Sure, a music system of some sort is obvious for the set of a music video, but an upbeat, energetic and comical playlist helps heighten the crew’s work ethic and overall mood throughout the day especially when the days drag on and the tensions through exhaustion begin. If I could create a playlist for this post that would match what we rocked out to, I would. However, WordPress doesn’t have that sort of technology, I don’t think, so instead I’m going to include turquoise, italicized links for you to check out as you read to get an idea of what we used as motivation and inspiration.

Possible scene from "Silent Hill"

On the first day we drove up there, Friday the 17th, the entire drive seemed like we were in the movie, “Silent Hill,” because of the dense fog we tunneled through along the highway. Eerie.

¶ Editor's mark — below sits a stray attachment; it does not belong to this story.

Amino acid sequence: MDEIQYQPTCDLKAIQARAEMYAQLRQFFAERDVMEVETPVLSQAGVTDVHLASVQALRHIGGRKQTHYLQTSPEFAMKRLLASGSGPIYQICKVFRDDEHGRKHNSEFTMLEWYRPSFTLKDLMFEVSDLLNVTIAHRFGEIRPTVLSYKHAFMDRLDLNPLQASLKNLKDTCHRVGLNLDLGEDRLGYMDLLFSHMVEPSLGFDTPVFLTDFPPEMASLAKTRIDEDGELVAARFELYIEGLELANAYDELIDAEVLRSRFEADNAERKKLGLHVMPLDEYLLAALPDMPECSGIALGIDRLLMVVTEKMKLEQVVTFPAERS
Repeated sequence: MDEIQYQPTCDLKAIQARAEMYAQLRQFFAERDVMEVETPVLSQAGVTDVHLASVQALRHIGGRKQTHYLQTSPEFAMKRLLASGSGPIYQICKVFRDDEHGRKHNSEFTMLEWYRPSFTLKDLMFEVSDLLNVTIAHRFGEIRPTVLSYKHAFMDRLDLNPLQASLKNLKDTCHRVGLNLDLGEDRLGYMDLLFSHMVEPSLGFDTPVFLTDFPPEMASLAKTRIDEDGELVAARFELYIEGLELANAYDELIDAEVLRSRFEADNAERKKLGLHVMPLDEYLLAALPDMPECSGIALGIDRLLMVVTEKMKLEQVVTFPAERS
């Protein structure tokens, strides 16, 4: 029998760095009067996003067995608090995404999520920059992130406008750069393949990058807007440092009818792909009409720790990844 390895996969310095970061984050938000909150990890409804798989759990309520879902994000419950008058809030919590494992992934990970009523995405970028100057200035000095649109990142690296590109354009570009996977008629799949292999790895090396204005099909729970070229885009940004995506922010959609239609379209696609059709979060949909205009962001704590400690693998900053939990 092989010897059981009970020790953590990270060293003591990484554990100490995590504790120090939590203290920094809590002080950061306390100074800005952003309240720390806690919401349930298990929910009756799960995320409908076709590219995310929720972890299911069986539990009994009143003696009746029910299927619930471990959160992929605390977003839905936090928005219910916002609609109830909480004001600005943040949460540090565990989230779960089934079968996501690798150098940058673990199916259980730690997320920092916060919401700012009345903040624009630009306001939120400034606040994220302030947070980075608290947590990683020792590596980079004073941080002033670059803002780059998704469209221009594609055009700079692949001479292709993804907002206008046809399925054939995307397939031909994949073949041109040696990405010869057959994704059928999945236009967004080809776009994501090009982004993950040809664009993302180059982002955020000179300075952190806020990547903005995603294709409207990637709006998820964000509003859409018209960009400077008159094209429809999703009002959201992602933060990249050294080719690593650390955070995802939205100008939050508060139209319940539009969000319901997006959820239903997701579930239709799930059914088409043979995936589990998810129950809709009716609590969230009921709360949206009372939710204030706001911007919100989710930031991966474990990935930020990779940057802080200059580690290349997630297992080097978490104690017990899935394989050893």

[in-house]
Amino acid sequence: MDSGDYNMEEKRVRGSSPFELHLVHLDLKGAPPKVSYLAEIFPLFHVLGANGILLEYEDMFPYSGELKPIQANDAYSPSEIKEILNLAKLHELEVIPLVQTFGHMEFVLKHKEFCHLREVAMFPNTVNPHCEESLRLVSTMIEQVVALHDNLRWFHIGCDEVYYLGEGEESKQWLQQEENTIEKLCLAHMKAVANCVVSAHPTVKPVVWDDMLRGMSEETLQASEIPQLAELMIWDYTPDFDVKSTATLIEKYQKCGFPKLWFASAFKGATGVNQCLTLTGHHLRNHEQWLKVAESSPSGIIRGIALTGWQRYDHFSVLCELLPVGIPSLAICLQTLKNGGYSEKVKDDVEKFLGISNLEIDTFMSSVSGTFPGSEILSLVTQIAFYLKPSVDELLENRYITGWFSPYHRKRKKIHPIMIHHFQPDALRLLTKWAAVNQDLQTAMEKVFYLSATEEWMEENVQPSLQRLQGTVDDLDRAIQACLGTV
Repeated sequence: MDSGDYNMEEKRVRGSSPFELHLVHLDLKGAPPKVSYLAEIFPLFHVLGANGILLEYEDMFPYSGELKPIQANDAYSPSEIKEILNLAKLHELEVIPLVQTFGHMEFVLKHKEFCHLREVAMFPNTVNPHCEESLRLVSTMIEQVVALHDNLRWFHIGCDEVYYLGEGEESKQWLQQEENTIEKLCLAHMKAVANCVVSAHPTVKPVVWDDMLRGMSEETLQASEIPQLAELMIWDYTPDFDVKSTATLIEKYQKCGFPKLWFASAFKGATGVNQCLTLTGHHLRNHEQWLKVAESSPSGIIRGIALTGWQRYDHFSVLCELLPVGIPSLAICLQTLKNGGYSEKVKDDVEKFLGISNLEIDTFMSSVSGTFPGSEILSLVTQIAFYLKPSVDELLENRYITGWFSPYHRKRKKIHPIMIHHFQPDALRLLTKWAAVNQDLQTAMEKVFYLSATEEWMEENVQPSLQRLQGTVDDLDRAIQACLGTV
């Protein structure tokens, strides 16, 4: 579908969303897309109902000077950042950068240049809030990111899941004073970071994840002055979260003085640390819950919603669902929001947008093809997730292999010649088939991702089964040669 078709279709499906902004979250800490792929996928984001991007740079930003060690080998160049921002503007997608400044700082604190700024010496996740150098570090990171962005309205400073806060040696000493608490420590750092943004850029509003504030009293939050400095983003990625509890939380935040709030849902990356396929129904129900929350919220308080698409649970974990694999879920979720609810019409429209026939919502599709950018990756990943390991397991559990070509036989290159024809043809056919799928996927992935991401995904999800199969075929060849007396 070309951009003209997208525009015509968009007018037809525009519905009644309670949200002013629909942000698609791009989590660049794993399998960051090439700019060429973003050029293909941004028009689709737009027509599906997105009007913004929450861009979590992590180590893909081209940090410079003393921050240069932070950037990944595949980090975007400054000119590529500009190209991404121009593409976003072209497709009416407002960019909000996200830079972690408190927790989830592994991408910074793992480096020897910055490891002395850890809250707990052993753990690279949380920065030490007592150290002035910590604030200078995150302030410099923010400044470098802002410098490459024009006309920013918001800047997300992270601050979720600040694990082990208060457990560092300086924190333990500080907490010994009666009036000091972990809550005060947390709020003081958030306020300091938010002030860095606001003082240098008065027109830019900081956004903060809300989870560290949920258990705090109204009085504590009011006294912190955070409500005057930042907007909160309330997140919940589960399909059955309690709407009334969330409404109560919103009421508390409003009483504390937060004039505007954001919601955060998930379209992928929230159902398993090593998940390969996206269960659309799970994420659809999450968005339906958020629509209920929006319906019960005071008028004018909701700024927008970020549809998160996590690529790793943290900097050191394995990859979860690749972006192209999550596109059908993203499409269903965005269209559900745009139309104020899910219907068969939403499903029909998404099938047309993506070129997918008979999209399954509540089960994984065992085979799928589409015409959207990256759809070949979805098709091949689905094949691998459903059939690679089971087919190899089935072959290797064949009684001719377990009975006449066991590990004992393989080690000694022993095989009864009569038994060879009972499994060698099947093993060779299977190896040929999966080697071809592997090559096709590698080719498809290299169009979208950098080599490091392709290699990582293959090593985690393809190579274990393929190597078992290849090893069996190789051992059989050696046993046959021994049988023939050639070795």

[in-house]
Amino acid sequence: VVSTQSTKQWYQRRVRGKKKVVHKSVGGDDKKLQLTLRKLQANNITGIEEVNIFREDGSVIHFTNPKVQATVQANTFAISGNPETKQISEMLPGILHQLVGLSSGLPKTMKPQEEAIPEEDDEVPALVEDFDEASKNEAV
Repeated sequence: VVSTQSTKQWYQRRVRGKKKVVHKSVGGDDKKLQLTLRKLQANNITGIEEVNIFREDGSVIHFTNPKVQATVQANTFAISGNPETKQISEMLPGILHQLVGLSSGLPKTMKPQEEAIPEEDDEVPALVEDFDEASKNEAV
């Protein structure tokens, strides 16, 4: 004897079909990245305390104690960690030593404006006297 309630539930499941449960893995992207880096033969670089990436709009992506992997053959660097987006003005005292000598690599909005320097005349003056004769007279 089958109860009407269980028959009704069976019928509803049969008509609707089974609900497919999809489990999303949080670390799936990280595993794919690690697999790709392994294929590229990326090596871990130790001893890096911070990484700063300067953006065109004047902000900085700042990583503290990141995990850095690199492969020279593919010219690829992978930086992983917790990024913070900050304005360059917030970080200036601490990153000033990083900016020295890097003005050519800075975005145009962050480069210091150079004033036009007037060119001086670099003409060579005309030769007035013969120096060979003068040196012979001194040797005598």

The first day had scenes that included cool hand scanners, a faculty basketball game, Rose-Hulman’s elephant tusks circa 1959, the Vince Lombardi Trophy won by Super Bowl XLI Champions the Indianapolis Colts, elephant mascots and “Gators,” the men’s varsity locker room and finally a night-time jib shot of the building’s entrance at night complete with hyped students and Steve Mech, our talent for the video.

Night shot in front of the SRC.

The GoPro camera makes an underwater debut.

For Saturday morning, we started off with high dives at the pool. Lorne, the director, changed into his SCUBA equipment and shot Steve underwater. Steve, who was wearing weights, said, “I’ve always wanted to do this after seeing Pirates of the Caribbean,” and began walking underwater from a five-foot depth downwards to about eight feet.